[Python-ideas] Looking for input to help with the pip situation
solipsis at pitrou.net
Sun Nov 12 13:51:47 EST 2017
On Sun, 12 Nov 2017 23:18:26 +1000
Nick Coghlan <ncoghlan at gmail.com> wrote:
> We haven't forgotten our early years - we've just spent years (both
> individually and collectively) working on the problem of helping
> people get started with software development, and thus have a very
> good idea as to what *doesn't* work, as well as what *does* work.
> The latter list is currently fairly short:
> * having a friend or colleague walk them through it
> * "Install Parties", like those Django Girls runs (i.e. running a
> pre-tutorial event, specifically focused on getting a working
> environment set up)
> * highly prescriptive learning environments, whether online ones (like
> Grok Learning, trinket.io, PythonAnywhere, etc), or locally installed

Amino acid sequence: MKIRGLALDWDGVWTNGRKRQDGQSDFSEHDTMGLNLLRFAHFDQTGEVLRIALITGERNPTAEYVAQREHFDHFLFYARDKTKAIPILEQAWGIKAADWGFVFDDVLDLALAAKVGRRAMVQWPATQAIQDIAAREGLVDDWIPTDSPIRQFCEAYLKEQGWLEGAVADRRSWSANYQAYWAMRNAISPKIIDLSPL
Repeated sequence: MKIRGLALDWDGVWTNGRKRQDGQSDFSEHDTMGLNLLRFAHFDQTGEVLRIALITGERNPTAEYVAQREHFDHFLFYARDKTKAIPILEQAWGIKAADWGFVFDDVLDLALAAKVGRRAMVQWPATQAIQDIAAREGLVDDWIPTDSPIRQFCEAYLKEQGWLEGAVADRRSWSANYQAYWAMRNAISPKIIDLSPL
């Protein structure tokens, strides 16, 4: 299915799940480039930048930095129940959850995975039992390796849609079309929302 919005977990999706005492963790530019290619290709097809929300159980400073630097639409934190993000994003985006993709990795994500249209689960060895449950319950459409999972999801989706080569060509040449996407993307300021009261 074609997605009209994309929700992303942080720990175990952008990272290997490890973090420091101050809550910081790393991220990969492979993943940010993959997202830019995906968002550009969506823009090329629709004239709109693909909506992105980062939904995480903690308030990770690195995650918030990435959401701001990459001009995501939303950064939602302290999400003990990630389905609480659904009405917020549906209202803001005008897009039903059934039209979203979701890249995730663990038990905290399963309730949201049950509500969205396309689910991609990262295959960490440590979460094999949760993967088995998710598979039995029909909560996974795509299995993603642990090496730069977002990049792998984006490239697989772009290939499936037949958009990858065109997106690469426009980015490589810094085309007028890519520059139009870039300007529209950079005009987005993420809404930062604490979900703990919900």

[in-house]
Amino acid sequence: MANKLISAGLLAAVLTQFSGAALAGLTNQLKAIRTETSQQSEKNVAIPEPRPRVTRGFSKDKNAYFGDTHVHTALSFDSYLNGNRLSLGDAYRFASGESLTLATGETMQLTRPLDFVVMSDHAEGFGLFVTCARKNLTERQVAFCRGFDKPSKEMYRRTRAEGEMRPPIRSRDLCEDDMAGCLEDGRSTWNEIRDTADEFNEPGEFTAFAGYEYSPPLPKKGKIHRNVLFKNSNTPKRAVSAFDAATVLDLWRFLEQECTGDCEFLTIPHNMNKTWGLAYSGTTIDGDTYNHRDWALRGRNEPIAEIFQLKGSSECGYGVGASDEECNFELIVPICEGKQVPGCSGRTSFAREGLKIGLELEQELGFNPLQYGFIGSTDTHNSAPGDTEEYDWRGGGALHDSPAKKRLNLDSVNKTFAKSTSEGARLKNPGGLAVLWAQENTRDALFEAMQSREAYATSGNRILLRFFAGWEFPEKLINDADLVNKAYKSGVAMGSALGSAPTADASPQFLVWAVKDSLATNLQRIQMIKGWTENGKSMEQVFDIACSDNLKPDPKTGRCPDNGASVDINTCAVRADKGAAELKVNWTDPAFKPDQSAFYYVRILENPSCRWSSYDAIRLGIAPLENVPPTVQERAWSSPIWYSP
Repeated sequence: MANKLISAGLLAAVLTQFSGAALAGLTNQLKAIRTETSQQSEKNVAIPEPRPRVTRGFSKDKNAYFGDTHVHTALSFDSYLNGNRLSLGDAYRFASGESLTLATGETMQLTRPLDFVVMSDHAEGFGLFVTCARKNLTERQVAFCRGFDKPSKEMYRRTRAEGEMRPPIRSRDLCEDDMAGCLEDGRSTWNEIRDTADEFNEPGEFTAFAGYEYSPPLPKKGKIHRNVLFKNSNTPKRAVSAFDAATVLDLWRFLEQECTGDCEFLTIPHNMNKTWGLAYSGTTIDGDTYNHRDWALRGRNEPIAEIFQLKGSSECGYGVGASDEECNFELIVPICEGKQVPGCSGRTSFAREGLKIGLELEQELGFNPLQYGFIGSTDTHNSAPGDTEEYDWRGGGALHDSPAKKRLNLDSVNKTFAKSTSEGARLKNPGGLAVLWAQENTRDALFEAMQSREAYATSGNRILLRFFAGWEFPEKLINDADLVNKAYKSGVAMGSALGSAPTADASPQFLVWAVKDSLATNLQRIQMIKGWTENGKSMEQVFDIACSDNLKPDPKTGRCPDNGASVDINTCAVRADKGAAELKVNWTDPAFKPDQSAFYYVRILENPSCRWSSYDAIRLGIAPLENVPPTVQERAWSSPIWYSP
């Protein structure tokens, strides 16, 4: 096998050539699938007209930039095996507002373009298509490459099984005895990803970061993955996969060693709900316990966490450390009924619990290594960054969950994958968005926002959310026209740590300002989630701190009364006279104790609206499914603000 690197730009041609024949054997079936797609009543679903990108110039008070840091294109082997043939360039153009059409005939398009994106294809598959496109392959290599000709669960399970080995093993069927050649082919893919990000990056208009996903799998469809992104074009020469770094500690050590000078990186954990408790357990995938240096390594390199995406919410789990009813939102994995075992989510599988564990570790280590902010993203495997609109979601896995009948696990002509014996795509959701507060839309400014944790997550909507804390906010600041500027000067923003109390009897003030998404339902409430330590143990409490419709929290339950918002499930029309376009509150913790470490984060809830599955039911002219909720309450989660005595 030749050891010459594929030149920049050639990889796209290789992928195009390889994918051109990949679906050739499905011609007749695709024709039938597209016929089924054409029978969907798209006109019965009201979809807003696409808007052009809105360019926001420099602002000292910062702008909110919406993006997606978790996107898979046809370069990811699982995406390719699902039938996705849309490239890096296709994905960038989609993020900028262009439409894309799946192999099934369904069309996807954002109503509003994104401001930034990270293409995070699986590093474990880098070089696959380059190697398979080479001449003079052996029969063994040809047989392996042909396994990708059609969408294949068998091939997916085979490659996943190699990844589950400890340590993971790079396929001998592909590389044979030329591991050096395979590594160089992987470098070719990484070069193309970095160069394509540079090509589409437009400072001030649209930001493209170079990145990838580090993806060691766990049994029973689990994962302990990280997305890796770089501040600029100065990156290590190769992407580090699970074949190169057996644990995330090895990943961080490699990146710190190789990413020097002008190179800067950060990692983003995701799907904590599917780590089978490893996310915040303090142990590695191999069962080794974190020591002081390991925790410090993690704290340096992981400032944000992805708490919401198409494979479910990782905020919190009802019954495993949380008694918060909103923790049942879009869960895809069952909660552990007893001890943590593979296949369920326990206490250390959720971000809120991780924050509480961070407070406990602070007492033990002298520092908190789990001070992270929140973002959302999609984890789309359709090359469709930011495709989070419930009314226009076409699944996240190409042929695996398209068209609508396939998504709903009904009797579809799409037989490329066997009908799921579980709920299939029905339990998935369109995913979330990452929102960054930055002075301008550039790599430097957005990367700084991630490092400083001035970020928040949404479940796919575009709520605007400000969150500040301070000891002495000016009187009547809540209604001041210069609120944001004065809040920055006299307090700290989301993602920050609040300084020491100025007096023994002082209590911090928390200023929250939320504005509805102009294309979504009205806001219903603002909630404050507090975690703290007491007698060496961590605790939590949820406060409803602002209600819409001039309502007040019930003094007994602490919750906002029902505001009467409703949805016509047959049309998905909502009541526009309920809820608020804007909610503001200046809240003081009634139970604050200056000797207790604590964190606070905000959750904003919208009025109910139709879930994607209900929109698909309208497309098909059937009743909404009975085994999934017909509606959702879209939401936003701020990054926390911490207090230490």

> ones (like PyCharm Educational Edition, the Anaconda distribution,
Not wanting to nitpick, but I don't think the Anaconda distribution is
"highly prescriptive". It's a software distribution with scientific
computing as its main focus, but perfectly usable for ordinary Python
programming. It's not more prescriptive than Debian, which by its
philosophy is directed primarily towards sysadmin crowds but also used
by some people on their personal desktops.
Also, you can create custom Anaconda-like distributions to provide the
desired environment to your students in an executable installer (*).
I'm not sure how usable that option is, but it definitely exists, is
open source and cross-platform.
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